Monday, 14 April 2014

FAQs Series: Pricing Handmade Goods

Most designers don't start small businesses with a view of making as much money as possible. They're started because people are passionate about what they make/design, and because they want to share their creations with others, so every decision is made with their customers in mind, rather than lining their own pockets. If you think of your favourite indie designers, I can guarantee most of them will just be taking just enough money to get by from their business, and putting as much as possible straight back into it.

However, we still need to be financially viable to keep providing you with the products you love at the quality you love. One of the most difficult aspects of running a business based on products you've made yourself is pricing, and is usually what separates a business with long term prospects and one that will usually remain a hobby. Your price tells a story and gives value to your creations - so make sure you're telling the right one!


A lower price does not necessarily mean more sales - instead it may have a negative effect on how others value your work, and so it's important not to price your items too low that you devalue their worth, but it's also equally as important not to price them too high for your market. Most creatives have difficult with pricing, because they struggle to match what is offered on the high street manufactured on a mass produced scale in China or by craft hobbyists.

It is so important to understand your market and your competitors - especially whether they're hobbyists who just want a little extra cash on the side, or whether the work full time and need the money make from their business to live - there will be a HUGE difference in pricing between these two groups. The pricing of your items will depend on your target market as well as the demand for the product, and what similar products there are out there, but this does not necessarily mean you have to compete with the prices offered by others. When I started Little Miss Delicious, one of the things that really surprised me was how much polymer clay artists undervalue their creations because they just want to sell a few pieces a month, and that is still something I'm constantly battling with since it effectively makes it seem like I'm charging a great deal more, when the reality is just that I work very hard to maintain a full time business, while the average clay enthusiast just does it for fun, and their livelihood isn't relying on the money made.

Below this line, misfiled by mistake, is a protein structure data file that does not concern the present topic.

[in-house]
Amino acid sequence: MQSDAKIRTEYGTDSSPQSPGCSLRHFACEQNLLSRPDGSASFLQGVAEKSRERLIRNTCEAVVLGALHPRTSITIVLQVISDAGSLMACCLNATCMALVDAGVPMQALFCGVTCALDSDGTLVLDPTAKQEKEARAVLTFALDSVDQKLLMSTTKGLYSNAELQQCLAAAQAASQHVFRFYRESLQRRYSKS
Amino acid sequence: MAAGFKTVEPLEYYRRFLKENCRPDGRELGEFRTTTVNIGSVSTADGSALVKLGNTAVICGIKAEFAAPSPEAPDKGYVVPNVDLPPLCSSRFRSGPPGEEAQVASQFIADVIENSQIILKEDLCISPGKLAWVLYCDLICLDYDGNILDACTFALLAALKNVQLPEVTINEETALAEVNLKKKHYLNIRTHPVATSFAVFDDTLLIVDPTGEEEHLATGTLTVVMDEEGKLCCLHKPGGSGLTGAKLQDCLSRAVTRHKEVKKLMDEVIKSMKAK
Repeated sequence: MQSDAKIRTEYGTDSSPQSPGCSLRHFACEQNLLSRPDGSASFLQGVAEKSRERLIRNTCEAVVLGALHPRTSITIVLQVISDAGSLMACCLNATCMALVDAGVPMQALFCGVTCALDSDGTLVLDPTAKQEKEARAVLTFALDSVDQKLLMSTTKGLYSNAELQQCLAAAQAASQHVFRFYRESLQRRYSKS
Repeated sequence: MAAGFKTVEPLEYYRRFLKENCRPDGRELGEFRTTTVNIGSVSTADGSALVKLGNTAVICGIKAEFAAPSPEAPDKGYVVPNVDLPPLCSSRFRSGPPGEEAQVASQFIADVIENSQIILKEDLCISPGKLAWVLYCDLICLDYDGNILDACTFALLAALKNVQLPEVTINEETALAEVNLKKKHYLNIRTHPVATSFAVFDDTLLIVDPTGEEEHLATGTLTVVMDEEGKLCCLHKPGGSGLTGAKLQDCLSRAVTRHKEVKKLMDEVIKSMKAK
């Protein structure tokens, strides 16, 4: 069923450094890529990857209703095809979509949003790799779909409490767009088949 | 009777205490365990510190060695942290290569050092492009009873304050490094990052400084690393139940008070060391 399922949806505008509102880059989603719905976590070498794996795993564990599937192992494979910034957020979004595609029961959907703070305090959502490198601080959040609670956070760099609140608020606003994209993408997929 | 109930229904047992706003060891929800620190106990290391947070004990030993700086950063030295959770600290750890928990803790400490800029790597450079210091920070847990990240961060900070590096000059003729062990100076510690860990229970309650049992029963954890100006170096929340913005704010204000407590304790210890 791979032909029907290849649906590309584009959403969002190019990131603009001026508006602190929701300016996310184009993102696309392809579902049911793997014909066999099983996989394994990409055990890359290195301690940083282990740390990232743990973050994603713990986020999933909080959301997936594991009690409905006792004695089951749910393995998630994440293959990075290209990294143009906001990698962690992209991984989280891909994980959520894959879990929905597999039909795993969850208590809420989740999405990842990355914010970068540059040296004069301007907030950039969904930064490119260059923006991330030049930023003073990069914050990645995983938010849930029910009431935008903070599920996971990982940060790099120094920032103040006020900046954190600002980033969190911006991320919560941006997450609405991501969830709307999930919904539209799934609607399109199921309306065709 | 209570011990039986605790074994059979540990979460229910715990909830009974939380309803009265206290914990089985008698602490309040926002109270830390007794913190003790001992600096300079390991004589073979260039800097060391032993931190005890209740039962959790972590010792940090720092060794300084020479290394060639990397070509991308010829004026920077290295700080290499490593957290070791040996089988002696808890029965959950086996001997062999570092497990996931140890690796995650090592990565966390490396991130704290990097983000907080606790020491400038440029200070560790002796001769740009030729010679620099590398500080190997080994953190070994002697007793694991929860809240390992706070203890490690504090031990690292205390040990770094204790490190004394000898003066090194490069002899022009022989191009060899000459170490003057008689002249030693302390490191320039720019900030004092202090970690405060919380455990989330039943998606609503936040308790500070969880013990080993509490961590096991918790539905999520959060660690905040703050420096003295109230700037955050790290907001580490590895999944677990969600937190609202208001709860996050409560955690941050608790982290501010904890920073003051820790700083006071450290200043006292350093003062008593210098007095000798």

My prices are based on the fact each item is completely made by hand, and clay items especially are a very time consuming process, as they are individually hand sculpted as well as hand painted. On average, one piece can take up to 2 weeks to finish - which is why I tend to make things in big batches!


There is no simple calculation when it comes to prices, especially when it comes to evaluating the worth of something you've created. However, there are handy guidelines and formulas to take into account when it comes to pricing your items to ensure you're giving them the correct value rather than underselling yourself - which seems to be a huge problem in the handmade community! Instead of stressing over cheaper competitors, the price for handmade items should be based on the cost materials used and how much work goes into producing them. One of the most helpful formulas I've found for calculating the price of handmade goods is:

Materials + Labour + Profit = Wholesale Price
Wholesale Price x 2 = Retail Price

This ensures all expenses and profit are accounted for in your pricing, although this can sometimes be a difficult way of looking, especially when you're competing with people who sell similar designs at a much lower price than the true costs involved, but it's important not to let this affect your pricing.


Materials

This includes all your material fees that should be incorporated into the final price of the item, from the cost of buying your materials to the lesser thought of expenses such as PayPal fees and website maintenance costs (or transportation costs for events). I tend to divide the cost of each item I purchase by how many pieces I can get from it to work out how much each piece costs to make. Another way of calculating the material cost of your products is to write down your total monthly expenses then divide that by the number of items you'd like to sell a month. Items you buy once and use over and over to produce your products are better absorbed into the overall cost of your business rather than individual product costs.